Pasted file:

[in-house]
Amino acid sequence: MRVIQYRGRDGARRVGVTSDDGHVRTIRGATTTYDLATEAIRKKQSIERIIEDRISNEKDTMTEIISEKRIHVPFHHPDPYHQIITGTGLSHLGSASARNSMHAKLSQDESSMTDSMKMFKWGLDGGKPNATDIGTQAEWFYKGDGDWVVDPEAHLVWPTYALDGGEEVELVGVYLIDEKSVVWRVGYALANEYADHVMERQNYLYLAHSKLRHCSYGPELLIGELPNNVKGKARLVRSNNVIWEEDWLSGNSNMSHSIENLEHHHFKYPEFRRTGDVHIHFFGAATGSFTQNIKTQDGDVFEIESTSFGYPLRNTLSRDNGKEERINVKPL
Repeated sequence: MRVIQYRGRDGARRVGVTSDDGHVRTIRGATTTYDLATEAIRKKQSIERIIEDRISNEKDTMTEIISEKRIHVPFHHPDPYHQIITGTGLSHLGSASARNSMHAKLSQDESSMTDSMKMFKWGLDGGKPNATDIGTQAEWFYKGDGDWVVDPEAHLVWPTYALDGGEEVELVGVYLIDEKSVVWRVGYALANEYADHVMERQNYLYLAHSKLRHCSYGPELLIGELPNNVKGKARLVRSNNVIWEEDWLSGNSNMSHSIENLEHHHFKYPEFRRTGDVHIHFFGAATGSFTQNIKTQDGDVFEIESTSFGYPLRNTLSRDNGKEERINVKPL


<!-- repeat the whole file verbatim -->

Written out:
[in-house]
Amino acid sequence: MRVIQYRGRDGARRVGVTSDDGHVRTIRGATTTYDLATEAIRKKQSIERIIEDRISNEKDTMTEIISEKRIHVPFHHPDPYHQIITGTGLSHLGSASARNSMHAKLSQDESSMTDSMKMFKWGLDGGKPNATDIGTQAEWFYKGDGDWVVDPEAHLVWPTYALDGGEEVELVGVYLIDEKSVVWRVGYALANEYADHVMERQNYLYLAHSKLRHCSYGPELLIGELPNNVKGKARLVRSNNVIWEEDWLSGNSNMSHSIENLEHHHFKYPEFRRTGDVHIHFFGAATGSFTQNIKTQDGDVFEIESTSFGYPLRNTLSRDNGKEERINVKPL
Repeated sequence: MRVIQYRGRDGARRVGVTSDDGHVRTIRGATTTYDLATEAIRKKQSIERIIEDRISNEKDTMTEIISEKRIHVPFHHPDPYHQIITGTGLSHLGSASARNSMHAKLSQDESSMTDSMKMFKWGLDGGKPNATDIGTQAEWFYKGDGDWVVDPEAHLVWPTYALDGGEEVELVGVYLIDEKSVVWRVGYALANEYADHVMERQNYLYLAHSKLRHCSYGPELLIGELPNNVKGKARLVRSNNVIWEEDWLSGNSNMSHSIENLEHHHFKYPEFRRTGDVHIHFFGAATGSFTQNIKTQDGDVFEIESTSFGYPLRNTLSRDNGKEERINVKPL